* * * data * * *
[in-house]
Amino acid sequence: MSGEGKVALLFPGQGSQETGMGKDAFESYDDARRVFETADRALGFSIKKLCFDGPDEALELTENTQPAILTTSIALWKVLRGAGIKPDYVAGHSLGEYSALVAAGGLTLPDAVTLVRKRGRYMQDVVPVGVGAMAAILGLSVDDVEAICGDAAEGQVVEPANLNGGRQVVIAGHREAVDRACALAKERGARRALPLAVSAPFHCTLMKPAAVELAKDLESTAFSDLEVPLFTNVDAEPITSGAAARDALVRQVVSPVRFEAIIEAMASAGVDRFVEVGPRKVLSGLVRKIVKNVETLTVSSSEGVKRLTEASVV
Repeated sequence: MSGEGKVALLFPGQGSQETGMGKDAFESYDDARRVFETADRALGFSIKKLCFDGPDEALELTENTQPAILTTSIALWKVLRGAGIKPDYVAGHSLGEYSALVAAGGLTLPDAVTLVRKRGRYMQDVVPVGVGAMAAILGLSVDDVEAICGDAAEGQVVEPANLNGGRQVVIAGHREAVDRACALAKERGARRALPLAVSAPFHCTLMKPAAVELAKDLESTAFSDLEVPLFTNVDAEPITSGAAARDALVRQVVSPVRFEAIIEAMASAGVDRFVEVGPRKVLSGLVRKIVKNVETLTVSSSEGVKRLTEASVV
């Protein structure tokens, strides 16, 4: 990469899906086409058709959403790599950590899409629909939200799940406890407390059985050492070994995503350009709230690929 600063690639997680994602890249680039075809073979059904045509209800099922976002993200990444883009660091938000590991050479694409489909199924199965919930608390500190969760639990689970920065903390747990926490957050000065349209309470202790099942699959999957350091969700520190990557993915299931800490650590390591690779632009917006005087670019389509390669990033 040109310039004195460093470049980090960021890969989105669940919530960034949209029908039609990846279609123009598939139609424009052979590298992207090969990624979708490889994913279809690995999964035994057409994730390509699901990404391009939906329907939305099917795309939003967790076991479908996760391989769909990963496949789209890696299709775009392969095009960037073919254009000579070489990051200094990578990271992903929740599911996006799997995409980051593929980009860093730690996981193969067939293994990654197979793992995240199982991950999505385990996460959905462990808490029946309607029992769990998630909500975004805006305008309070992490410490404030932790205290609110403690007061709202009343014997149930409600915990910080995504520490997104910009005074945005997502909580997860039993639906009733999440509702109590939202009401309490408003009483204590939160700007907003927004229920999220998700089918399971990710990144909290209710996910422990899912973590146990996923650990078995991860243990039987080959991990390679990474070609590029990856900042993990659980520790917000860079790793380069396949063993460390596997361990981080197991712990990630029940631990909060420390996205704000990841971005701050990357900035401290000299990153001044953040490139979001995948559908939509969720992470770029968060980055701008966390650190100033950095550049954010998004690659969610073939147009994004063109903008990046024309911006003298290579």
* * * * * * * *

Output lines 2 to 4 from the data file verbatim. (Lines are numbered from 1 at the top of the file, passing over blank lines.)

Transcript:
Amino acid sequence: MSGEGKVALLFPGQGSQETGMGKDAFESYDDARRVFETADRALGFSIKKLCFDGPDEALELTENTQPAILTTSIALWKVLRGAGIKPDYVAGHSLGEYSALVAAGGLTLPDAVTLVRKRGRYMQDVVPVGVGAMAAILGLSVDDVEAICGDAAEGQVVEPANLNGGRQVVIAGHREAVDRACALAKERGARRALPLAVSAPFHCTLMKPAAVELAKDLESTAFSDLEVPLFTNVDAEPITSGAAARDALVRQVVSPVRFEAIIEAMASAGVDRFVEVGPRKVLSGLVRKIVKNVETLTVSSSEGVKRLTEASVV
Repeated sequence: MSGEGKVALLFPGQGSQETGMGKDAFESYDDARRVFETADRALGFSIKKLCFDGPDEALELTENTQPAILTTSIALWKVLRGAGIKPDYVAGHSLGEYSALVAAGGLTLPDAVTLVRKRGRYMQDVVPVGVGAMAAILGLSVDDVEAICGDAAEGQVVEPANLNGGRQVVIAGHREAVDRACALAKERGARRALPLAVSAPFHCTLMKPAAVELAKDLESTAFSDLEVPLFTNVDAEPITSGAAARDALVRQVVSPVRFEAIIEAMASAGVDRFVEVGPRKVLSGLVRKIVKNVETLTVSSSEGVKRLTEASVV
């Protein structure tokens, strides 16, 4: 990469899906086409058709959403790599950590899409629909939200799940406890407390059985050492070994995503350009709230690929 600063690639997680994602890249680039075809073979059904045509209800099922976002993200990444883009660091938000590991050479694409489909199924199965919930608390500190969760639990689970920065903390747990926490957050000065349209309470202790099942699959999957350091969700520190990557993915299931800490650590390591690779632009917006005087670019389509390669990033 040109310039004195460093470049980090960021890969989105669940919530960034949209029908039609990846279609123009598939139609424009052979590298992207090969990624979708490889994913279809690995999964035994057409994730390509699901990404391009939906329907939305099917795309939003967790076991479908996760391989769909990963496949789209890696299709775009392969095009960037073919254009000579070489990051200094990578990271992903929740599911996006799997995409980051593929980009860093730690996981193969067939293994990654197979793992995240199982991950999505385990996460959905462990808490029946309607029992769990998630909500975004805006305008309070992490410490404030932790205290609110403690007061709202009343014997149930409600915990910080995504520490997104910009005074945005997502909580997860039993639906009733999440509702109590939202009401309490408003009483204590939160700007907003927004229920999220998700089918399971990710990144909290209710996910422990899912973590146990996923650990078995991860243990039987080959991990390679990474070609590029990856900042993990659980520790917000860079790793380069396949063993460390596997361990981080197991712990990630029940631990909060420390996205704000990841971005701050990357900035401290000299990153001044953040490139979001995948559908939509969720992470770029968060980055701008966390650190100033950095550049954010998004690659969610073939147009994004063109903008990046024309911006003298290579």